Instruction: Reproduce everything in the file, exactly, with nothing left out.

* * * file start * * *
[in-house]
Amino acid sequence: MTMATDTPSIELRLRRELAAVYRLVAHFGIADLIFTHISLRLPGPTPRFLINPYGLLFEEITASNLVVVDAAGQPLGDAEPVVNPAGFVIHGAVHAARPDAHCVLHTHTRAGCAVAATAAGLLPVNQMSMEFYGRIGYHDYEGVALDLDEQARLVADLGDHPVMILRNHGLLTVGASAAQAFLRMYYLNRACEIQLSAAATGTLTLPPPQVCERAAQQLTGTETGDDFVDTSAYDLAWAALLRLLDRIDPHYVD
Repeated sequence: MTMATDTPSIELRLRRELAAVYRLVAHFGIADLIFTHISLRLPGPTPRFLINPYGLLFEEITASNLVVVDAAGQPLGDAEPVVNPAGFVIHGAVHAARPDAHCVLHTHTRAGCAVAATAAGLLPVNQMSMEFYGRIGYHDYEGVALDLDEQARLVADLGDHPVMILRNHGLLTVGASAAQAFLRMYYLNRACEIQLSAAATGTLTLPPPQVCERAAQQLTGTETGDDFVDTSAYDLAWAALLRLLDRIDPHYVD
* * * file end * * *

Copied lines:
[in-house]
Amino acid sequence: MTMATDTPSIELRLRRELAAVYRLVAHFGIADLIFTHISLRLPGPTPRFLINPYGLLFEEITASNLVVVDAAGQPLGDAEPVVNPAGFVIHGAVHAARPDAHCVLHTHTRAGCAVAATAAGLLPVNQMSMEFYGRIGYHDYEGVALDLDEQARLVADLGDHPVMILRNHGLLTVGASAAQAFLRMYYLNRACEIQLSAAATGTLTLPPPQVCERAAQQLTGTETGDDFVDTSAYDLAWAALLRLLDRIDPHYVD
Repeated sequence: MTMATDTPSIELRLRRELAAVYRLVAHFGIADLIFTHISLRLPGPTPRFLINPYGLLFEEITASNLVVVDAAGQPLGDAEPVVNPAGFVIHGAVHAARPDAHCVLHTHTRAGCAVAATAAGLLPVNQMSMEFYGRIGYHDYEGVALDLDEQARLVADLGDHPVMILRNHGLLTVGASAAQAFLRMYYLNRACEIQLSAAATGTLTLPPPQVCERAAQQLTGTETGDDFVDTSAYDLAWAALLRLLDRIDPHYVD